This proves that Mr. \’FYI\’ has never even seen the community edition. It contains no content whatsoever, where can there be non-free content in a content-free system ? In fact.

    Also regarding content, I discussed this issue with Mr. Richard Stallman himself at the idlelo conference in Cape Town, and he agreed that there are no ethical requirements for content to be \’free\’ either as in beer or speech. This ethical requirement pertains to software, not artistic creation (e.g. content). While there are many sound technical reasons for open content to be encouraged, there are no ethical grounds for insisting on it.

    ID software uses the same model, they give you the code for their games and charge you for the artwork (the content).

    It sounds like Mr. \’FYI\’ has either used an older (non community) version of OpenLab (perhaps 1 or 2) or possibly even got to run one of the early 3.0 beta\’s, he clearly has not seen the community edition, if he had, he would know that it doesn\’t contain content.

    It is fine to post a review, even a bad one, we learn from those and try to improve – but at least get your facts straight.

    \’It makes OpenLab completely pointless, and look very shoddy\’.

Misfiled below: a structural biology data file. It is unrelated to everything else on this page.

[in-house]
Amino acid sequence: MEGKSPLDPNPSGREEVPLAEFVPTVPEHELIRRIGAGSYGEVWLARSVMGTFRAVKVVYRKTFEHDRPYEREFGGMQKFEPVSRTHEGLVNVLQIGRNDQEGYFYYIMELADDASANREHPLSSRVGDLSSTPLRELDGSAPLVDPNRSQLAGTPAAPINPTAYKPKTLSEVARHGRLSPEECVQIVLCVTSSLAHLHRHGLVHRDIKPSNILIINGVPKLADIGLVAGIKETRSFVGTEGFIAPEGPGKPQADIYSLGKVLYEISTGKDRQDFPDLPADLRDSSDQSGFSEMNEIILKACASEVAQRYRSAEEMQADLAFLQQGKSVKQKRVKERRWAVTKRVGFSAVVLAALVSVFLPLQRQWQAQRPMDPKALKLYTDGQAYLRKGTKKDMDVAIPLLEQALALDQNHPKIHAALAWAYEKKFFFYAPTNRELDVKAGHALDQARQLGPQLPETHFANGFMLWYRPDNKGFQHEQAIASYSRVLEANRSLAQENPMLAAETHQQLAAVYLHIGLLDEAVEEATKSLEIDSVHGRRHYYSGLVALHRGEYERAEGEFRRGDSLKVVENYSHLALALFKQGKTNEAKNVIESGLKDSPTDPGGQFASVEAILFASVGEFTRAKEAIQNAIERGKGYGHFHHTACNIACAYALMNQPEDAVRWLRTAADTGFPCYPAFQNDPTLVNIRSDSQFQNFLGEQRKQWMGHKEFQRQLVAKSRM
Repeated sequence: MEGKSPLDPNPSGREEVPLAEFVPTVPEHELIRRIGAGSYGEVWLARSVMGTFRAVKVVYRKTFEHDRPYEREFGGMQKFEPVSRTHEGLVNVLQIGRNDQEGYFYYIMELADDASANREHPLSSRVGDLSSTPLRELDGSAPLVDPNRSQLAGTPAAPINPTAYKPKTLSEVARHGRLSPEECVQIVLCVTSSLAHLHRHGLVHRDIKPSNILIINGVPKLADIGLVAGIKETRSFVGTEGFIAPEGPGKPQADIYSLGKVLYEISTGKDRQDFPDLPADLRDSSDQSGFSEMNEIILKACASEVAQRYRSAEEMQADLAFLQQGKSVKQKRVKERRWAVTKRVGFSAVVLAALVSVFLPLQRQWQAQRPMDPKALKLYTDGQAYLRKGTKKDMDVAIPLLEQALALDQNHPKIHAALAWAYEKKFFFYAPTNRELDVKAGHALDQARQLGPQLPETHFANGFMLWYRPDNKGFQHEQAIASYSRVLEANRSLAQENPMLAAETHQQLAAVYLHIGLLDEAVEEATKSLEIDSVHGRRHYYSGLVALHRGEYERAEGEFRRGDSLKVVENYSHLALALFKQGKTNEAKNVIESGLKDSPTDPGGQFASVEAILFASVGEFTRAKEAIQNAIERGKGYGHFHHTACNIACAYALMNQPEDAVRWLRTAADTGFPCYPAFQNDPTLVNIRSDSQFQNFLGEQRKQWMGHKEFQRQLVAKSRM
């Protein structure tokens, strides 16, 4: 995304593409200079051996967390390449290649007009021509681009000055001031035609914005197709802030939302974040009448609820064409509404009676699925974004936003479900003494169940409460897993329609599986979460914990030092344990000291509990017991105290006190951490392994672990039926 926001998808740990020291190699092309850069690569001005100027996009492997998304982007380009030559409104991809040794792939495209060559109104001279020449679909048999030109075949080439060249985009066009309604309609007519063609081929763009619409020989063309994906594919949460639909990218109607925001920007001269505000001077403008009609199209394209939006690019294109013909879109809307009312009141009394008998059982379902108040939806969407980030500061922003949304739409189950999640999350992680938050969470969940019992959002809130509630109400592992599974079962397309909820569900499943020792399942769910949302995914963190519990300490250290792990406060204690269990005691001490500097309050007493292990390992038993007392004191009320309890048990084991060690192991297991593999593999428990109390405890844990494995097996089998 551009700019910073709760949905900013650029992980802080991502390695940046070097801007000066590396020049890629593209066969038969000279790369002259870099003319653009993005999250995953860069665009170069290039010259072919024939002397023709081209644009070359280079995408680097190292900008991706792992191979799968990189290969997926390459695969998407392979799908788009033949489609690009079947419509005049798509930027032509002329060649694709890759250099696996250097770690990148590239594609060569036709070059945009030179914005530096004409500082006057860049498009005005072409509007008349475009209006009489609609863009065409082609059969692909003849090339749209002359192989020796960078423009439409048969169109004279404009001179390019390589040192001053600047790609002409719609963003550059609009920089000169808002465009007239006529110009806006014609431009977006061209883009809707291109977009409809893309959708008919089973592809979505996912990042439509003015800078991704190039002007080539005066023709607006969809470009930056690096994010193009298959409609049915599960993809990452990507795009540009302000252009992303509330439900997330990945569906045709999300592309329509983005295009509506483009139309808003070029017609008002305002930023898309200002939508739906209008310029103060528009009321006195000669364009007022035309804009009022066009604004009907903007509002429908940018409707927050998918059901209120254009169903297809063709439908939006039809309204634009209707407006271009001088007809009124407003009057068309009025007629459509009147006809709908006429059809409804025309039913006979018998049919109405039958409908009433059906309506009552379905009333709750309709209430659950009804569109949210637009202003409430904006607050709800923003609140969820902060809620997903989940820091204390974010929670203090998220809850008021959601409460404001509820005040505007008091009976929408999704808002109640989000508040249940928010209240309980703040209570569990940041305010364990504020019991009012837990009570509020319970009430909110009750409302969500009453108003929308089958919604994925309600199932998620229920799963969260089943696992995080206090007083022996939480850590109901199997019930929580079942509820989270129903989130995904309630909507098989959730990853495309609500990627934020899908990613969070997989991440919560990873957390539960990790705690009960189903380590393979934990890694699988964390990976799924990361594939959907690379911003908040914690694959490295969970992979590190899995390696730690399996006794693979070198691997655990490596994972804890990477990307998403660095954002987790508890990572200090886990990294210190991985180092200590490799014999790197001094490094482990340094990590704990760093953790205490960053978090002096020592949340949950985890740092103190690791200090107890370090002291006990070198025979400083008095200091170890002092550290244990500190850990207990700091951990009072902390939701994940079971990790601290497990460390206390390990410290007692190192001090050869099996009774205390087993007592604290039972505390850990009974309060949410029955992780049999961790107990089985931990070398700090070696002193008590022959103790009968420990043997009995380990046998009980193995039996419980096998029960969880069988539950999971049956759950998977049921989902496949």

\”shoddy\” is a subjective term, you offer no technical backing for the use of this term. Many others seem to dissagree, like all the people who posted congratulaitons, thanks and kudos on our community forums. Yes we got bug reports as well, there always will be. Mr. \’FYI\’ derides the system as \’shoddy\’ when it is obvious from his post he has never seen it. Then he calls it \’pointless\’. This reminds me of someone who once told me \’mothertongue education is the perfect act of racism, how better to permanently keep any nation down than to have them know any other languages than English, and the best bit is – they will thank you for it.\’ – This idea that only the Anglo-centric approach to anything is at all good. K12LTSP is nice for American schools, but I am in fact currently in communication with an American company who after many hassles, have just tossed it, choosing to sell OpenLab to their schools instead:\”It performs far better, and in the long run, the simple, elegant standards compliant back-end just proves far easier to support and maintain.\”

    Strange how someone here derides an African attempt at creating a distribution suited to the needs of African schools, yet Americans are choosing our product OVER the one created there, for them (the same one he recomends) on solid technical grounds.

    OpenLab is not for everyone, no software product is. But for a very large number of people, we believe it is a solid, powerful and easy to use distribution.

    In short, a bad review I can deal with, a bad review where the absense of facts indicate a reviewer who has never seen the product, and which furthermore is completely empty of any technical motivation, reading instead like an emotional rant by a disgruntled postal worker with a submachine gun… well such a post deserves to be flamed.

    Final note: I used my real name, yes I work for direqlearn but I choose to take responsibility for my opinions.